Suppose that $X_1, ..., X_n$ are independent and identically distributed Poisson($\lambda$) random variables.

What is a good approximating distribution for $\sum_{i = 1}^{200} \frac{(X_i - \lambda)^2}{\lambda}$?

I think that it is $\chi^2_{200}$, because it is a sum of the squares of standardized normal random variables. However, I'm not sure if they really are standardized normal random variables.

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    $\begingroup$ They (the $(X_i-\lambda)/\sqrt{\lambda}$) are not standardized normal random variables: they are standardized Poisson variables! There are many possible answers. Which are good ones depend on what you mean by a "good" approximation: could you tell us what aspects of the approximation need to be good and how you measure how good they are? $\endgroup$ – whuber Apr 24 at 3:14
  • $\begingroup$ I don't have any criteria for "good". I'm eager to learn all the possibilities. $\endgroup$ – MSE Apr 24 at 3:17
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    $\begingroup$ There are innumerable possibilities. Perhaps you could tell us the context in which this question arises or the actual statistical problem you are dealing with? $\endgroup$ – whuber Apr 24 at 3:29
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    $\begingroup$ Two possibilities out of "innumerably many": If $\lambda$ is large then $X_i$ are nearly normal, $Z_i =(X_i - \lambda)/\sqrt{\lambda}$ are nearly standard normal, and the sum of 200 $Z_i^2$ is nearly CHISQ(200), which in turn is nearly normal. (Why and with what $\mu$ and $\sigma$ ?). // If $\lambda$ is very small, then the $X_i$ are mostly zeros and ones, and normal by CLT seems a better fit to the sum of 200. $\endgroup$ – BruceET Apr 24 at 7:15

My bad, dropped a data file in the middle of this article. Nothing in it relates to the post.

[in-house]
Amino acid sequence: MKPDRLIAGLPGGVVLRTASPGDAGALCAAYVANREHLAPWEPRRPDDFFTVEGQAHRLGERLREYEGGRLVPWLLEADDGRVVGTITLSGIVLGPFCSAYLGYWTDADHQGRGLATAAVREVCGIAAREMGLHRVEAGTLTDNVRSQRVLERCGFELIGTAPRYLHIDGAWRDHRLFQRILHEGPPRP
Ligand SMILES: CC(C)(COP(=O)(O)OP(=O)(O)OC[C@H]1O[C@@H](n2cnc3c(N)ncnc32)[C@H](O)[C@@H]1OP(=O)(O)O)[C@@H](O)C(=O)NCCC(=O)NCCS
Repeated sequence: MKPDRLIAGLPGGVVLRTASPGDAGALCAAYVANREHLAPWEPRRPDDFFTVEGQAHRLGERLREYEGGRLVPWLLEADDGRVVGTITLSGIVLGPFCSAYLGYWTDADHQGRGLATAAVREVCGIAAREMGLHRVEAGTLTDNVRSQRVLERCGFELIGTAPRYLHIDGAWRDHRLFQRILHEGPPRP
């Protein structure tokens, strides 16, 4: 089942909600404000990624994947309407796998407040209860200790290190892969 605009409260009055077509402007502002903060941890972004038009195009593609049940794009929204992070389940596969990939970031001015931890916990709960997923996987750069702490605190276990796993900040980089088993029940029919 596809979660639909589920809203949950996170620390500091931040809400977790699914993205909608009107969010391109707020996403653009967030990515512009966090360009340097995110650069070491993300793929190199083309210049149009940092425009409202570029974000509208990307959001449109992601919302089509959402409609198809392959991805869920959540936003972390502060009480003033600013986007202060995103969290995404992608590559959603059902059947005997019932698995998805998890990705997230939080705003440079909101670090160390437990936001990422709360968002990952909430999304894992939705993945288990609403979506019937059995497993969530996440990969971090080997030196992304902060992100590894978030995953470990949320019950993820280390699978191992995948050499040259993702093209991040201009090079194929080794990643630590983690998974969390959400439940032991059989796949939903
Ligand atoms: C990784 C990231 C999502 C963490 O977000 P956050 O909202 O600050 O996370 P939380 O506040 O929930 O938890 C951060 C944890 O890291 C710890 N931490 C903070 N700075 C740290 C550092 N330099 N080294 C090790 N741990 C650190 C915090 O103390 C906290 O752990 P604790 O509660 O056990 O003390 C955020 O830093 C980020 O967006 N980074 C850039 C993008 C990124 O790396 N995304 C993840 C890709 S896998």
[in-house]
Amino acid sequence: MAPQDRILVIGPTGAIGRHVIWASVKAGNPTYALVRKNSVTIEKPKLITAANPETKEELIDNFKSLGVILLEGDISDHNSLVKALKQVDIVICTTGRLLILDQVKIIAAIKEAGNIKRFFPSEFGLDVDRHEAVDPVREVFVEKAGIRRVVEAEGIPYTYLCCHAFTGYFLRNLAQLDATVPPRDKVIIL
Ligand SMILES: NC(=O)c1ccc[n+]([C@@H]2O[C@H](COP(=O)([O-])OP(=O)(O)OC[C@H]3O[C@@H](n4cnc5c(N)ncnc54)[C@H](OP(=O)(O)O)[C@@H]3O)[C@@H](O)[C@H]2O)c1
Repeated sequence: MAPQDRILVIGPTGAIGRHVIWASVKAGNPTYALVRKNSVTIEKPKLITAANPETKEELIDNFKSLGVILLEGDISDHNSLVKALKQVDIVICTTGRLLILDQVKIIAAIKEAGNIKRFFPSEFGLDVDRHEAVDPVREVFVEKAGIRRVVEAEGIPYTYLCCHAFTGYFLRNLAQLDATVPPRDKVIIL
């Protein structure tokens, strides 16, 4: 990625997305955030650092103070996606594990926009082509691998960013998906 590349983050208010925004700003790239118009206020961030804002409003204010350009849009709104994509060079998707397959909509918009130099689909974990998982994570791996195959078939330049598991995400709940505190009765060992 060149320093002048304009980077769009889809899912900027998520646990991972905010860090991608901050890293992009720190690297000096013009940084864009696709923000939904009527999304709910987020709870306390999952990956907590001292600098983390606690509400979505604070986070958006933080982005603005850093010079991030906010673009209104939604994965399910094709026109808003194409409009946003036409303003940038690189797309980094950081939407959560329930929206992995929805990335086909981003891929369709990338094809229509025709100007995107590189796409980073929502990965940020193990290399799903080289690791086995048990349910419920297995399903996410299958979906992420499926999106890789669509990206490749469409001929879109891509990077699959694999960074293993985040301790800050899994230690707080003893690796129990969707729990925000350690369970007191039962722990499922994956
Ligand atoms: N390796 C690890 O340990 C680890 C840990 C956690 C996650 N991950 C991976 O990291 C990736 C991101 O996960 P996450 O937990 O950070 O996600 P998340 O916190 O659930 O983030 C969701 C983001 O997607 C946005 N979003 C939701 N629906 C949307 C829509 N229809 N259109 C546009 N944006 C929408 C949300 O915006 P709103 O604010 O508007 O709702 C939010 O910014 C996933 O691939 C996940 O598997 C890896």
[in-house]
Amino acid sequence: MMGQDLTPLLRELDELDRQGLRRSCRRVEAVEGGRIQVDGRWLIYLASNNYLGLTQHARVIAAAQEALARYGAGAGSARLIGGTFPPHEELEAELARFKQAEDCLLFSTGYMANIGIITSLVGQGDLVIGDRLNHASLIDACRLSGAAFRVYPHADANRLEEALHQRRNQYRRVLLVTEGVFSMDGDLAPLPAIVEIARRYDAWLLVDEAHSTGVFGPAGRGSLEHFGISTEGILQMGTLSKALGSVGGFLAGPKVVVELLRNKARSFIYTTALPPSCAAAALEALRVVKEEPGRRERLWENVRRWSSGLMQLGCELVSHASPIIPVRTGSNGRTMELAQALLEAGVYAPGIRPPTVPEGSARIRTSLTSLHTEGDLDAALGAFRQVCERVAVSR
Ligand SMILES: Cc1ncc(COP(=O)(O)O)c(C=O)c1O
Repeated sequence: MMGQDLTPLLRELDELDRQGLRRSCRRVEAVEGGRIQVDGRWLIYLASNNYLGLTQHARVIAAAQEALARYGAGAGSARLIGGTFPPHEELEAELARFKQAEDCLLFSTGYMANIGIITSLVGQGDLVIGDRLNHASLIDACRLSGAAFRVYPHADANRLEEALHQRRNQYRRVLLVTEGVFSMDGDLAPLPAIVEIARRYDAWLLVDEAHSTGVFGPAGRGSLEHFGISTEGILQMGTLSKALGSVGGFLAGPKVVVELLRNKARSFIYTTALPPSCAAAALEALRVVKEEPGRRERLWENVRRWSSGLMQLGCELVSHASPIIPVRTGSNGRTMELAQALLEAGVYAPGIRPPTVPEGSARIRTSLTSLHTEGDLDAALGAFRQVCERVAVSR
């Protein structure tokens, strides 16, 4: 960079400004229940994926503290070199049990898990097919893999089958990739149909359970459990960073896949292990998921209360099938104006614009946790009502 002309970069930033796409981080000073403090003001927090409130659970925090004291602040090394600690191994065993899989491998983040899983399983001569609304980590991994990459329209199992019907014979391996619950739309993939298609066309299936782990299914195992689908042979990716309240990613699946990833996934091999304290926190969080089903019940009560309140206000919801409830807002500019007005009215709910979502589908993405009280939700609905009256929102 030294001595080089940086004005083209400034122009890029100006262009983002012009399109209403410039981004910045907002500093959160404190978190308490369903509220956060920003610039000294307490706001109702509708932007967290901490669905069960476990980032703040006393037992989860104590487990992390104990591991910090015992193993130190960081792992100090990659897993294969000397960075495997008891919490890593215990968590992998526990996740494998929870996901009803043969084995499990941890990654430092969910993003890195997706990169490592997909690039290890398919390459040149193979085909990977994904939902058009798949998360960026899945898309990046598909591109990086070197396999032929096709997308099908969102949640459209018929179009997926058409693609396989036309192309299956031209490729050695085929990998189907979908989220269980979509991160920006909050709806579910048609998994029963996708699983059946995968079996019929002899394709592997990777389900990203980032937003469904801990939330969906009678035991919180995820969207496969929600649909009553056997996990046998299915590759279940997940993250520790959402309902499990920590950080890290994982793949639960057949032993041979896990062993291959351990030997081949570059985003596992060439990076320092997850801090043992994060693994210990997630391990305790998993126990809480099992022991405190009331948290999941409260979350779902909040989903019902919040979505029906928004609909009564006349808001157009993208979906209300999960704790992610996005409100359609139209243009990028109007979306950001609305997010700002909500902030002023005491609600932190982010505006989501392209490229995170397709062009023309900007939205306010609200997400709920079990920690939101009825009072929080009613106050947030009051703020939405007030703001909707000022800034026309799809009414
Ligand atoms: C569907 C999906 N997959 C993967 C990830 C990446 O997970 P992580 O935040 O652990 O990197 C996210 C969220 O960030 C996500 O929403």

• $\begingroup$ This question is from an exam in a second-year course in mathematical statistics. There is no more context. The question actually asks for the expected value of the approximate distribution. $\endgroup$ – MSE Apr 24 at 13:28

There are many possible approximations. But I guess the idea here is simply CLT.

Consider that, for large $n$, the sum $Z= \sum_n Y_i$ tends to a normal $N(n\mu ,n \sigma^2 )$ if $Y_i$ are iid variables of mean $\mu$ and variance $\sigma^2$.

In our case $Y_i = \frac{(X_i-\lambda)^2}{\lambda}$, with $X_i$ being a $\lambda-$Poisson.

We only need to calculate the expectation and variance of $Y_i$, I leave that to you.

Notice that the approximation is obviously wrong in some respects: in particular, $Z$ is non-negative and discrete.

I'm not sure if [it's the sum of the squares of] standardized normal random variables.

No, of course not. $\frac{(X_i-\lambda)}{\sqrt{\lambda}}$ is a "standardized" Poisson variable. Hence it not justified to assume that $Z$ is $\chi^2_{200}$.

  • $\begingroup$ Ah - that makes sense. Thanks for providing a clear, concise, and straightforward answer to my question. I knew that it would not be so complicated! $\endgroup$ – MSE May 6 at 17:06

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